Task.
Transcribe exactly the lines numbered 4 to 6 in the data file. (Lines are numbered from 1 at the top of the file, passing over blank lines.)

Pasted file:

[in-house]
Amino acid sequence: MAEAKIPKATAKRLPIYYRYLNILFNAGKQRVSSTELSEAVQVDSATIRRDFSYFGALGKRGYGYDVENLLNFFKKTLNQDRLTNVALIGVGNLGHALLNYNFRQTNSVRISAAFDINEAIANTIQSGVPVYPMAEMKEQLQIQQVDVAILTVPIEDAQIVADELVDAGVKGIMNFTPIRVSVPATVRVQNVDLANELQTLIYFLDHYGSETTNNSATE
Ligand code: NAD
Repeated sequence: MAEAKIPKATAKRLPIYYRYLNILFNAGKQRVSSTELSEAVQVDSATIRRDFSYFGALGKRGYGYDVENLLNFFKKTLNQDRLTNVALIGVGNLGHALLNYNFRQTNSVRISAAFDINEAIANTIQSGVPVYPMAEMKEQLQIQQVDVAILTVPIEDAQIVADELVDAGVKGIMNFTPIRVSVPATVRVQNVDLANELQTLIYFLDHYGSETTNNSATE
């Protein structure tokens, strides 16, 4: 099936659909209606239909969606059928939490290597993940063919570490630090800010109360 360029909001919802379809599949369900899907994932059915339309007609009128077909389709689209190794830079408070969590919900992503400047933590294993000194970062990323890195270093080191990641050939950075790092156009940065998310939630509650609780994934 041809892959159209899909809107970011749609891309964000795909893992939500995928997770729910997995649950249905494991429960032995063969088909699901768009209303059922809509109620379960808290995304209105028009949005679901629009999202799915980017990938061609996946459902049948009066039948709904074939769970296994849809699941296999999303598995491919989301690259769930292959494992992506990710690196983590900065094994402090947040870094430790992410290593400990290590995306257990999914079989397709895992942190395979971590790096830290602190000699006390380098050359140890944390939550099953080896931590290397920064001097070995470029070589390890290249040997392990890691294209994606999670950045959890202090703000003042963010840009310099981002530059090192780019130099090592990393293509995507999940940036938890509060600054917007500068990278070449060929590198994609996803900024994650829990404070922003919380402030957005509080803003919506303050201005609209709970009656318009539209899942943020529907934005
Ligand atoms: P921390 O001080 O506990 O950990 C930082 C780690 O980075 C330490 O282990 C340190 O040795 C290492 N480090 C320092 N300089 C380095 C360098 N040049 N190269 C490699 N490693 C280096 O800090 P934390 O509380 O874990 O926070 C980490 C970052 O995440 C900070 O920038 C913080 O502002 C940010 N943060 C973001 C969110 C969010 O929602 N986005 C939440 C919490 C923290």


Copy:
Repeated sequence: MAEAKIPKATAKRLPIYYRYLNILFNAGKQRVSSTELSEAVQVDSATIRRDFSYFGALGKRGYGYDVENLLNFFKKTLNQDRLTNVALIGVGNLGHALLNYNFRQTNSVRISAAFDINEAIANTIQSGVPVYPMAEMKEQLQIQQVDVAILTVPIEDAQIVADELVDAGVKGIMNFTPIRVSVPATVRVQNVDLANELQTLIYFLDHYGSETTNNSATE
């Protein structure tokens, strides 16, 4: 099936659909209606239909969606059928939490290597993940063919570490630090800010109360 360029909001919802379809599949369900899907994932059915339309007609009128077909389709689209190794830079408070969590919900992503400047933590294993000194970062990323890195270093080191990641050939950075790092156009940065998310939630509650609780994934 041809892959159209899909809107970011749609891309964000795909893992939500995928997770729910997995649950249905494991429960032995063969088909699901768009209303059922809509109620379960808290995304209105028009949005679901629009999202799915980017990938061609996946459902049948009066039948709904074939769970296994849809699941296999999303598995491919989301690259769930292959494992992506990710690196983590900065094994402090947040870094430790992410290593400990290590995306257990999914079989397709895992942190395979971590790096830290602190000699006390380098050359140890944390939550099953080896931590290397920064001097070995470029070589390890290249040997392990890691294209994606999670950045959890202090703000003042963010840009310099981002530059090192780019130099090592990393293509995507999940940036938890509060600054917007500068990278070449060929590198994609996803900024994650829990404070922003919380402030957005509080803003919506303050201005609209709970009656318009539209899942943020529907934005
Ligand atoms: P921390 O001080 O506990 O950990 C930082 C780690 O980075 C330490 O282990 C340190 O040795 C290492 N480090 C320092 N300089 C380095 C360098 N040049 N190269 C490699 N490693 C280096 O800090 P934390 O509380 O874990 O926070 C980490 C970052 O995440 C900070 O920038 C913080 O502002 C940010 N943060 C973001 C969110 C969010 O929602 N986005 C939440 C919490 C923290």